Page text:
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Emerging resistance to empiric antimicrobial regimens for pediatric bloodstream infections in Malawi (1998-2017).

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Iroh Tam, Pui-Ying ORCID: https://orcid.org/0000-0002-3682-8892, Musicha, Patrick, Kawaza, Kondwani, Cornick, Jenifer, Denis, Brigitte, Freyne, Bridget, Everett, Dean, Dube, Queen, French, Neil, Feasey, Nicholas ORCID: https://orcid.org/0000-0003-4041-1405 and Heyderman, Robert (2019) 'Emerging resistance to empiric antimicrobial regimens for pediatric bloodstream infections in Malawi (1998-2017).'. Clinical Infectious Diseases, Vol 69, Issue 1, pp. 61-68.

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Abstract

Background
The adequacy of the WHO Integrated Management of Childhood Illness (IMCI) antimicrobial guidelines for the treatment of suspected severe bacterial infections is dependent on a low prevalence of antimicrobial resistance (AMR). We describe trends in etiologies and susceptibility patterns of bloodstream infections (BSI) in hospitalized children in Malawi.

Methods
We determined the change in population-based incidence of BSI in children admitted to Queen Elizabeth Central Hospital, Blantyre, Malawi (1998-2017). AMR profiles were assessed by the disc diffusion method and trends over time were evaluated.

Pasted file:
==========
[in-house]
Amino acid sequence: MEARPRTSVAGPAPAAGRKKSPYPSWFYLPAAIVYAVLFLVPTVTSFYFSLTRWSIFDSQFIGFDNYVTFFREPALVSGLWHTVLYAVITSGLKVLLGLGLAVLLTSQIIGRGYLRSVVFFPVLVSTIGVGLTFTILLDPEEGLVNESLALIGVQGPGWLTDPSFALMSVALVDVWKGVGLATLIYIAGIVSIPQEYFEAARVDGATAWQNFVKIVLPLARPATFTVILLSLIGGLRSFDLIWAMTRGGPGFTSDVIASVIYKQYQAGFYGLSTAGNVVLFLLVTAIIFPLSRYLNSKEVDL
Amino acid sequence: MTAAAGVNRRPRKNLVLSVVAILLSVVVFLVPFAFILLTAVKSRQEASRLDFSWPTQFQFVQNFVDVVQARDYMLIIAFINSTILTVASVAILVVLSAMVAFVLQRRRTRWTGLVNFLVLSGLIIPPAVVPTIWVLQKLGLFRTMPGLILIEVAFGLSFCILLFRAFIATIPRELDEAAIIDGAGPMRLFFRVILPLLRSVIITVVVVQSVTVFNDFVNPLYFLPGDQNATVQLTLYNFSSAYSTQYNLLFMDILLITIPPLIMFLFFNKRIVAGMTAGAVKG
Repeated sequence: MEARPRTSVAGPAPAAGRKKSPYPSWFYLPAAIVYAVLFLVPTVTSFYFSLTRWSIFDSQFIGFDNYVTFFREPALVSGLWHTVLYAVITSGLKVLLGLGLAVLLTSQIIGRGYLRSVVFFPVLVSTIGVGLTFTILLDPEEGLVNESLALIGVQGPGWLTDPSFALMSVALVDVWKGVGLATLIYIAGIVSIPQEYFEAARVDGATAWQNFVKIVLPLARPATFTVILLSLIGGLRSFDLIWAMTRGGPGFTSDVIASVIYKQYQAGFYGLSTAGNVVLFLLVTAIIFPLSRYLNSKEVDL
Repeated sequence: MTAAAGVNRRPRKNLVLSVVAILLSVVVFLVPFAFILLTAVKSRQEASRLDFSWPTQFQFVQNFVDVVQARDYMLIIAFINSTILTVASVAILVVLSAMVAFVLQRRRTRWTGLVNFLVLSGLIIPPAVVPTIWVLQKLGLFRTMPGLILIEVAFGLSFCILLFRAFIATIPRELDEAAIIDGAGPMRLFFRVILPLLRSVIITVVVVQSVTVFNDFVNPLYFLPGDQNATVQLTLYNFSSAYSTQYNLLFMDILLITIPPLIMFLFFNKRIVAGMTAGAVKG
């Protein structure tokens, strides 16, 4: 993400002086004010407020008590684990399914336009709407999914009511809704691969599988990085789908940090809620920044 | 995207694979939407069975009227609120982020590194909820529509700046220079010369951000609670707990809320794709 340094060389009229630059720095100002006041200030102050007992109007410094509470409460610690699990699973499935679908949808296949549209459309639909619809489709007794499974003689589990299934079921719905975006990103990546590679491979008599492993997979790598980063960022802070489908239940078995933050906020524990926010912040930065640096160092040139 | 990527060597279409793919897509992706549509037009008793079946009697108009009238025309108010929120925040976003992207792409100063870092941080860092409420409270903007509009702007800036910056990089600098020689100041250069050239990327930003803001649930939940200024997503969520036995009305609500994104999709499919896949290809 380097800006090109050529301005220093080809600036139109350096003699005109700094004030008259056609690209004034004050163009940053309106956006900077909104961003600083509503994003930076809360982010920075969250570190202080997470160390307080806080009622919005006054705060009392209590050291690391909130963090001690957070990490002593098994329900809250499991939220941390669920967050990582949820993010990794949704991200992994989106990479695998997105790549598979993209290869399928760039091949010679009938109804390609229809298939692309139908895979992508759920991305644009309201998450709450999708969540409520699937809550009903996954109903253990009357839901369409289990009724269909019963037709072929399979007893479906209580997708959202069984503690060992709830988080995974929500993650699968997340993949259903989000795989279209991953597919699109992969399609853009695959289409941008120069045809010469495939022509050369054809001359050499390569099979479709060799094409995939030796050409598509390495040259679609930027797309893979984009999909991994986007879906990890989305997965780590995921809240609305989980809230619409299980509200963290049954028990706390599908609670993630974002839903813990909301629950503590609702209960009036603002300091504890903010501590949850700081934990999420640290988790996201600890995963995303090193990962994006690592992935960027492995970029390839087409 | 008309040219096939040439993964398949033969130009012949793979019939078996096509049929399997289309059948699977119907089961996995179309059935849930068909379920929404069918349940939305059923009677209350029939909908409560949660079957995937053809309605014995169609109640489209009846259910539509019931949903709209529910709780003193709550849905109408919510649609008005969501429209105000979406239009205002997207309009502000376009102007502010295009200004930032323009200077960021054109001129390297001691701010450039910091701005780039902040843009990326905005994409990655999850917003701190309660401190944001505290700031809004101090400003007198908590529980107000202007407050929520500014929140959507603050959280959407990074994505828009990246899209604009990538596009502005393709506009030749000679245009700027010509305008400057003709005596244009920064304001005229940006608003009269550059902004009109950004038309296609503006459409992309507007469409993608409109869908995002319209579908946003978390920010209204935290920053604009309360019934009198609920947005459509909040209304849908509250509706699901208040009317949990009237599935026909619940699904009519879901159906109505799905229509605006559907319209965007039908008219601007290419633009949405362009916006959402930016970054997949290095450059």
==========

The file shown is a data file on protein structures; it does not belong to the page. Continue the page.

Results
A total 89,643 pediatric blood cultures were performed, and 10,621 pathogens were included in the analysis. Estimated minimum incidence rates of BSI for those ≤5 years of age fell from a peak of 11.4 per 1,000 persons in 2002 to 3.4 per 1,000 persons in 2017. Over two decades, resistance of Gram-negative pathogens to all empiric first-line antimicrobials (ampicillin/penicillin, gentamicin, ceftriaxone) among children ≤5 years increased from 3.4% to 30.2% (p<0.001). Among those ≤60 days, AMR to all first-line antimicrobials increased from 7.0% to 67.7% (p<0.001). Among children ≤5 years, Klebsiella spp. resistance to all first-line antimicrobial regimens increased from 5.9% to 93.7% (p<0.001).

Conclusions
The incidence of BSI among hospitalized children has decreased substantially over the last 20 years, although gains have been offset by increases in Gram-negative pathogens resistant to all empiric first-line antimicrobials. There is an urgent need to address the broader challenge of adapting IMCI guidelines to the local setting in the face of rapidly expanding AMR in childhood BSI.

Item Type: Article
Subjects: WS Pediatrics > WS 20 Research (General)
WS Pediatrics > Diseases of Children and Adolescents > By System > WS 300 Hemic and lymphatic system
Faculty: Department: Clinical Sciences & International Health > Clinical Sciences Department
Digital Object Identifer (DOI): https://doi.org/10.1093/cid/ciy834
Depositing User: Julie Franco
Date Deposited: 11 Oct 2018 15:37
Last Modified: 13 Sep 2019 19:37
URI: https://archive.lstmed.ac.uk/id/eprint/9452

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